Ah, but there is something you can do to prepare for the next breach, explains F-Secure Labs lead researcher Jarno Niemelä.
‘The trick is to use a really long random password for each online account,” he tells us. “The password length should be at least 20 symbols and numbers, but preferably 32.”
Criminals who attempt to crack the password databases use various forms of attack based on words found in the dictionary. And far too often, people reuse the same password over and over — often for their most critical accounts.
If there has been a breach and the password has been stolen then no matter how random and strong your password is it is in the public domain and trouble could follow.
That’s why different uncrackable passwords must be used for each of your online accounts. That way if one passwords is breached, only that account is at risk.
Sounds easy, right? But…
“Humans in general are really bad password generators,” Jarno says. “No matter how unique you think that your password is, it’s components are still likely to be in some dictionary, and powerful cracking clusters will come up with the exactly right combination.”
But there are a few catches for this tip — and two of them depend on the security practices of the service you’re using.
First, the site or app has to accept long passwords, and then the developers behind the software have use any kind of “hashing” for the passwords they store.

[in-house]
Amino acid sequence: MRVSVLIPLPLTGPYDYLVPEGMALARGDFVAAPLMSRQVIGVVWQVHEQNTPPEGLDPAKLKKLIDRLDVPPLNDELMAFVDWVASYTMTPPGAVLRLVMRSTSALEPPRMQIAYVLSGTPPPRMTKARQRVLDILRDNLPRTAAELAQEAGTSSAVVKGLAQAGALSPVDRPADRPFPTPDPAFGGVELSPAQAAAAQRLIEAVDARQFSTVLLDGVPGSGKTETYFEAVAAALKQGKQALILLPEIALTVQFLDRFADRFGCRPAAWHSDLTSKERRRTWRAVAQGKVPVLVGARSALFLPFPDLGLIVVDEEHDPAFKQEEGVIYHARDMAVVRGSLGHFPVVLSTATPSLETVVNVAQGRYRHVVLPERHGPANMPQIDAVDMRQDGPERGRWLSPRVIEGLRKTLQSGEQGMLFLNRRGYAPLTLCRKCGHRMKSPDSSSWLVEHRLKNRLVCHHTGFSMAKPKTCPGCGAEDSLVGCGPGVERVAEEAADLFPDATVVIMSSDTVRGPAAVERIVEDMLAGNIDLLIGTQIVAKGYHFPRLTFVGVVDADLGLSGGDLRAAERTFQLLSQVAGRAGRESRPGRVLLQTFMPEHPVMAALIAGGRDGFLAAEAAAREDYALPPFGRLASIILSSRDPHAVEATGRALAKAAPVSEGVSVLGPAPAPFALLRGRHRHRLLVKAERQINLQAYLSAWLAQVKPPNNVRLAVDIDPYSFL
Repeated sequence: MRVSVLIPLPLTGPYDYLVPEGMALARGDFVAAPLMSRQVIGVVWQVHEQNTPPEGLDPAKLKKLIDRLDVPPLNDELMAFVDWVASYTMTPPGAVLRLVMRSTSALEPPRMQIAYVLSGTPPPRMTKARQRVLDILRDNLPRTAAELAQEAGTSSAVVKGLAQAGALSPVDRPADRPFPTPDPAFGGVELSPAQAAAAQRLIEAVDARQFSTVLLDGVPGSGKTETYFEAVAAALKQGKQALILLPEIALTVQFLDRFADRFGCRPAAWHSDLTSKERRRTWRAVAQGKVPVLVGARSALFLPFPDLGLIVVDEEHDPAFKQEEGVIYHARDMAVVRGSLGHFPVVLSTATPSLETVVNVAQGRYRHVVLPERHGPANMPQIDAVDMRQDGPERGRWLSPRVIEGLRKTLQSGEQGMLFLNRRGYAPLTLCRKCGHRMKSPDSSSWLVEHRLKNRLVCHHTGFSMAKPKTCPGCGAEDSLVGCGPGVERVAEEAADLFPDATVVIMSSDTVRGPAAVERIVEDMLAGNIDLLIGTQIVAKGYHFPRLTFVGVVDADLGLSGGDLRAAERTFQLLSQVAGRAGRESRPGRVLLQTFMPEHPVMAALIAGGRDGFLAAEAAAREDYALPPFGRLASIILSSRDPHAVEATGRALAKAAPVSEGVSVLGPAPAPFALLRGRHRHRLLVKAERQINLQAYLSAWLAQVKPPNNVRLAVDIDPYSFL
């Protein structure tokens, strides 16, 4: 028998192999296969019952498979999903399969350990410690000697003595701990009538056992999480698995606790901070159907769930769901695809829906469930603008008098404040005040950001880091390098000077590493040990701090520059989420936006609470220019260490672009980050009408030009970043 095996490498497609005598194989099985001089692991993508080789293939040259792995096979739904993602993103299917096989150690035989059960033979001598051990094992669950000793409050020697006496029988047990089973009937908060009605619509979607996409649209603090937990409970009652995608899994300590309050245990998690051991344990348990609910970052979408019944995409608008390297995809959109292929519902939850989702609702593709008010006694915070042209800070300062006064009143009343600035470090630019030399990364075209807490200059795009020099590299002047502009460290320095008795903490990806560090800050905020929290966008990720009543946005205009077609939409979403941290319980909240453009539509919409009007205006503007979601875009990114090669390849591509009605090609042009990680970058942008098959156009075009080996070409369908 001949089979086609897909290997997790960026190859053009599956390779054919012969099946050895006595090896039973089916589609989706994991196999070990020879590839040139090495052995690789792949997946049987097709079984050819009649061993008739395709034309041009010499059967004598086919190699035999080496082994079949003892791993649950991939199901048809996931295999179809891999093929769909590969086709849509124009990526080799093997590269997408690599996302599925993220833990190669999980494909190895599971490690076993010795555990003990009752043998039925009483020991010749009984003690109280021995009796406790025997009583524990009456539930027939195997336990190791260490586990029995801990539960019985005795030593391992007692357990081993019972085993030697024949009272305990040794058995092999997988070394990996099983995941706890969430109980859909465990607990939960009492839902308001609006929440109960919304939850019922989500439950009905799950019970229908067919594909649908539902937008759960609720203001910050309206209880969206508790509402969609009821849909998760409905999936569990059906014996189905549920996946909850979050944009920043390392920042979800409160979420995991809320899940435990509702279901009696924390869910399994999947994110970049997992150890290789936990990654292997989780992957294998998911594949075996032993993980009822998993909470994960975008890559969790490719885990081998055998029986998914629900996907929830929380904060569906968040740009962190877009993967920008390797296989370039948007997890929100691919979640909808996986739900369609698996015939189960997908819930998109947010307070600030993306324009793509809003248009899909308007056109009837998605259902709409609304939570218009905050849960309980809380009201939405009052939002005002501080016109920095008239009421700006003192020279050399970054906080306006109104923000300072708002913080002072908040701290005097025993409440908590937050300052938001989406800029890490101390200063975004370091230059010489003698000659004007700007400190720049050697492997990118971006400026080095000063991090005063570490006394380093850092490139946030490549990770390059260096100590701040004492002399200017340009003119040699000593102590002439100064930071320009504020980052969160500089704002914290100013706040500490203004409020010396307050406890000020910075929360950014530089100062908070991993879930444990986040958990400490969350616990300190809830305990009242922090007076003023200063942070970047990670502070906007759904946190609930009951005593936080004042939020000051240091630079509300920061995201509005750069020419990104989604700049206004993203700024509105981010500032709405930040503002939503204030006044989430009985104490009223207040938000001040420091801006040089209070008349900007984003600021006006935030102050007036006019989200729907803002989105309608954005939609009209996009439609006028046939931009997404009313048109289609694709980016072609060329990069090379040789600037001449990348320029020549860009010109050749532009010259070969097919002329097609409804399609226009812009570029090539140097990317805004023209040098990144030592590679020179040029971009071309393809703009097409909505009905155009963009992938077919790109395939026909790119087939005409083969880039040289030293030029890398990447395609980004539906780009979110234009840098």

Hashing employs an algorithm to hide passwords so they’re not stored in clear text. It’s a relatively basic practice that you can figure most reputable companies will employ. (And Jarno actually recommends developers take further steps to protect passwords.)
“So you as a customer cannot affect what kind of password storage the service providers are using,” he says. “But you can still frustrate all but the most advanced attackers efforts by using long enough random passwords.”
So now you may be thinking, “Great! I have uncrackable passwords. They’re also impossible to memorize.”
Jarno recommends “some form of password storage” — like F-Secure KEY, which you can use on one device for free. Many password lockers like KEY will help you generate extra long passwords, too.
“Also it might be a good idea to use an unique username per service, and maybe unique email addresses for critical services,” Jarno says. “The unique username will give you added privacy as you cannot be tracked easily across services.”
He gives this advice to his own kids to use as they play online games. Jarno also teaches his kids to limit their digital footprint by regularly changing their username or any alias for any game that makes their identities visible.
“Better teach them the basics of good OpSec — operational security — when they are young.”
[Image by fdecomite | Flickr]